There is no country in Europe which knows how to deal with an imperial Russia better than the United Kingdom. The UK has literally hundreds of years of experience dealing with an imperial Russia. Perhaps it was the Victorian statesman and former Prime Minister Lord Palmerston who in the 1850`s best summed up Russia`s behavior:
"The policy and practice of the Russian Government has always been to push forward its encroachments as fast and as far as the apathy or want of firmness of other Governments would allow it to go, but always to stop and retire when it met with decided resistance and then to wait for the next favorable opportunity."
Some things never change. How Russia was described by Palmerston then is exactly the same as the Russia we see today.
British leadership is needed more now than at any other time in Europe`s recent history. Until (or unless) the new Trump administration makes an unequivocal commitment to transatlantic community Britain will have to fill the security void left in Europe.
As with many of history`s autocracies, today it the Russian people who are the losers. Democratic freedoms are in retreat, corruption is endemic, and the future is bleak for most Russians. The same failings of the Soviet Union a quarter of a century ago are starting to reappear in Putin`s Russia today.
The drop in the price of oil and the economic sanctions over Ukraine only make worse Russia`s deep social problems. Its population growth is stagnating and alcoholism, drug addiction, HIV, and suicide are widespread.
Expressions of ultra-nationalism are on the rise, which fortify the Kremlin`s quest for a new sphere of influence. Added to this is the so-called compatriot policy which makes Moscow the self-designated protector of ethnic Russians no matter where in the world they might reside.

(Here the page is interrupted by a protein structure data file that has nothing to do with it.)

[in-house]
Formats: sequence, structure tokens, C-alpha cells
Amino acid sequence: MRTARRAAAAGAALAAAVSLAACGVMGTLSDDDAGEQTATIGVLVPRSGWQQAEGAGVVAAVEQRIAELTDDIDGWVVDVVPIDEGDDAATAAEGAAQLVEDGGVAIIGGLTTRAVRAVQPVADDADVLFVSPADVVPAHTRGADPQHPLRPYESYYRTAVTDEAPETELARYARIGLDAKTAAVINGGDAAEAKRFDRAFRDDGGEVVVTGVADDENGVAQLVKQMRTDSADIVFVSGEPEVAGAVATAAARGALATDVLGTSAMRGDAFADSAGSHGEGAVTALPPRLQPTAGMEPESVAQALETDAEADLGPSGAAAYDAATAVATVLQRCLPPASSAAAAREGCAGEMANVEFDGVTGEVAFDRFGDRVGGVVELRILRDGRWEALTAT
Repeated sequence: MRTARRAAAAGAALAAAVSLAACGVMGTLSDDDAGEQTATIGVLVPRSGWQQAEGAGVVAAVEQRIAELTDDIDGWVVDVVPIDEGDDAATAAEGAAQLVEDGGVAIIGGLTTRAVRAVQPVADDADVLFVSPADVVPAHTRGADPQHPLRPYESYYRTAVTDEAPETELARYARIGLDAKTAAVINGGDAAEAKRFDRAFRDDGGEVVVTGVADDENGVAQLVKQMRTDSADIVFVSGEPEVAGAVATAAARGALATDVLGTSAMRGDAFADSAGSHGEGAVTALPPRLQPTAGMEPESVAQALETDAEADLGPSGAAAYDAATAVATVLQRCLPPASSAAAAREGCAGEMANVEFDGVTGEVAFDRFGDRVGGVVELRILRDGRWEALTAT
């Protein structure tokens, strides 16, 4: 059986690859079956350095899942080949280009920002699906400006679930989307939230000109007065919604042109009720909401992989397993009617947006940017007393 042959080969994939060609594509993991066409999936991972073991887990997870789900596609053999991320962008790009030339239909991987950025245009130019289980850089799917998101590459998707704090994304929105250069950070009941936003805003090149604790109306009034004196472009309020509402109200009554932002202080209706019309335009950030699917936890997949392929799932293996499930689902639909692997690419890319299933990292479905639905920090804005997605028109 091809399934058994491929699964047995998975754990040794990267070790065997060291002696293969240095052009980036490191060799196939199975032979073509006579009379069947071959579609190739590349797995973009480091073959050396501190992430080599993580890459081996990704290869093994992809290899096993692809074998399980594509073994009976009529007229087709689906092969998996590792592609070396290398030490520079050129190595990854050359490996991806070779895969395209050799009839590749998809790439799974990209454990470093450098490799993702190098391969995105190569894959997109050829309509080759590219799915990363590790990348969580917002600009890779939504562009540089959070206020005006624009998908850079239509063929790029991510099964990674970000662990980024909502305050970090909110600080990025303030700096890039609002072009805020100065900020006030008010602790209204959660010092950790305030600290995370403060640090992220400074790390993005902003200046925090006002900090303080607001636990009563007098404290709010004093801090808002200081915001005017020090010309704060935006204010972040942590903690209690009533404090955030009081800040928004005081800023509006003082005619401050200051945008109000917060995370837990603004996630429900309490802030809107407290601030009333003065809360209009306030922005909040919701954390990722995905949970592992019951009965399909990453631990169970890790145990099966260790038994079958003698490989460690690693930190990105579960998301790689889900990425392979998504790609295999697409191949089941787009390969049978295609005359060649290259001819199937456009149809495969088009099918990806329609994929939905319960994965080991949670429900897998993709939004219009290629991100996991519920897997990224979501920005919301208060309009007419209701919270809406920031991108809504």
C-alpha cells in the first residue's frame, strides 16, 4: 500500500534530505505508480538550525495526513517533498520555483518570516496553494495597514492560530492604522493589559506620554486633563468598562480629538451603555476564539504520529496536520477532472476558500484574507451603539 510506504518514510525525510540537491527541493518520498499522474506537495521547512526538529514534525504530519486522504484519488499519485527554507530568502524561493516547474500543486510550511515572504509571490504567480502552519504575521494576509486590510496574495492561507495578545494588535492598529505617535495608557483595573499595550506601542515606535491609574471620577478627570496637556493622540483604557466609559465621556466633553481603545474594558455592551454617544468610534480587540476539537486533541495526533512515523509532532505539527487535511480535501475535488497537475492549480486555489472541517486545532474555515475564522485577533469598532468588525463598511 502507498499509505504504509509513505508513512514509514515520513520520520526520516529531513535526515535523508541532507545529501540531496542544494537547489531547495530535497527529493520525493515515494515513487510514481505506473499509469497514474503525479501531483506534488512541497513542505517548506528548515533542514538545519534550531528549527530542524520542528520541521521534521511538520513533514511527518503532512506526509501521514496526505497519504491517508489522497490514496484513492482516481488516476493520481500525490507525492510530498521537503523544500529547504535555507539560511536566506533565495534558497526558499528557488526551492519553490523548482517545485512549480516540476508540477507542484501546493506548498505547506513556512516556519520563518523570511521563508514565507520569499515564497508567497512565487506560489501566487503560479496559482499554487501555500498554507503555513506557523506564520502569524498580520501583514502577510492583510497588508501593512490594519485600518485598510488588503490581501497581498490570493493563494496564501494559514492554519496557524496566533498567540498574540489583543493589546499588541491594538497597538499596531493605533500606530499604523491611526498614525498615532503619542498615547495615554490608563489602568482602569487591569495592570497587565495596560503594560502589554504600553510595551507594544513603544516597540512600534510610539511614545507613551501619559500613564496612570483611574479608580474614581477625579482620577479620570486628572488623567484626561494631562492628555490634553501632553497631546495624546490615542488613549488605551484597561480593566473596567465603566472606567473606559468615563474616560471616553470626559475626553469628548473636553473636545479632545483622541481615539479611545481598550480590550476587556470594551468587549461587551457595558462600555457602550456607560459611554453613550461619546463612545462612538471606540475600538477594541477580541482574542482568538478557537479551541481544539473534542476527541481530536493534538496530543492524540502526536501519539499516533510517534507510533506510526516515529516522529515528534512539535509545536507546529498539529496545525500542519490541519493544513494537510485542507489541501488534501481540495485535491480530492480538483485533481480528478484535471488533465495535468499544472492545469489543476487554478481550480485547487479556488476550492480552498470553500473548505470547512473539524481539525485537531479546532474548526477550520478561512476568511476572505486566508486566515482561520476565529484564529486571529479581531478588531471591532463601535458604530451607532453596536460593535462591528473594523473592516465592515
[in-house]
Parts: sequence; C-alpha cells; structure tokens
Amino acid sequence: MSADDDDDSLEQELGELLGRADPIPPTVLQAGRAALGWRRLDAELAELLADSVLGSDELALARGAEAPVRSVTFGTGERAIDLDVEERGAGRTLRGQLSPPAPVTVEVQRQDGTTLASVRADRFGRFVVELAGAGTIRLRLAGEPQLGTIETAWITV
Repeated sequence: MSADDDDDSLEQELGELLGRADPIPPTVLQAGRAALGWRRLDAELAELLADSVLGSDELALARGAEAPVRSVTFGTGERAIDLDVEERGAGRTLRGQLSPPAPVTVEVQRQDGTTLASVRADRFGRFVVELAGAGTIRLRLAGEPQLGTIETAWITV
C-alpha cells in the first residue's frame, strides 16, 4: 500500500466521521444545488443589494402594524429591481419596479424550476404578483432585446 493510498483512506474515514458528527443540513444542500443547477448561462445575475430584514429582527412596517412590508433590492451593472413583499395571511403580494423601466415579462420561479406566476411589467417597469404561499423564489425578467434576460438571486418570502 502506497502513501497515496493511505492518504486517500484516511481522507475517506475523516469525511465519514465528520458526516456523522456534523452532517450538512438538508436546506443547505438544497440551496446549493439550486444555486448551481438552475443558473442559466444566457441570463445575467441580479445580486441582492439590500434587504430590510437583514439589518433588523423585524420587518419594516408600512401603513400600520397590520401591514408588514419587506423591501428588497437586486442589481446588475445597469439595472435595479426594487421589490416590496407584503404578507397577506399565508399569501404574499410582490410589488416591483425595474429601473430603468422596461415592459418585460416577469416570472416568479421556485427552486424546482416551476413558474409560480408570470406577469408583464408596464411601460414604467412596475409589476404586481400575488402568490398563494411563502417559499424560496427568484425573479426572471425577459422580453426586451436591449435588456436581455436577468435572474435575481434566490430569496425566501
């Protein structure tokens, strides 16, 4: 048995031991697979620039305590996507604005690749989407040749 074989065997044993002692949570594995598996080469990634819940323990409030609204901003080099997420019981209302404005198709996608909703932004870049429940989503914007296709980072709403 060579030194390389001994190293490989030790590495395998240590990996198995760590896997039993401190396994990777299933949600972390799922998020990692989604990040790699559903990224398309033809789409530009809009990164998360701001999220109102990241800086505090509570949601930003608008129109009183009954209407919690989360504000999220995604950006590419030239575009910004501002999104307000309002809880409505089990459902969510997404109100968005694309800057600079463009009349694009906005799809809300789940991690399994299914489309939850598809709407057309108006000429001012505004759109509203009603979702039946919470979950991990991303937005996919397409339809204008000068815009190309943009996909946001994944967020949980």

Whether it is over occupied Crimea or at the bottom of the Arctic Ocean, Putin knows how to wave a flag. At least for now the average Russian sees national glory as a substitute for general wellbeing. But how long people will tolerate this misery is anyone`s guess and as patience begins to run thin at home you can bet that Putin will be looking abroad for more adventures as a distraction.
Just because there is a new US president does not mean that history, geography or geopolitics has changed in Europe. Trump will eventually learn, just as his two predecessors did, that Russia under Putin cannot be partner for the West. The question is at what cost to transatlantic security this lesson will be learned.
In the meantime Britain will need to hold the line essentially playing the role in European security today which the U.S. played during the Cold War. Britain can stand up to imperial Russia. It has done it before and it can do it again if the political will is there.
The UK cannot and should not shirk from this responsibility. The fate and stability of Europe might ultimately depend on it.
Luke Coffey is Director of the Foreign Policy Centre at the Heritage Foundation and a former special adviser at the Ministry of Defence.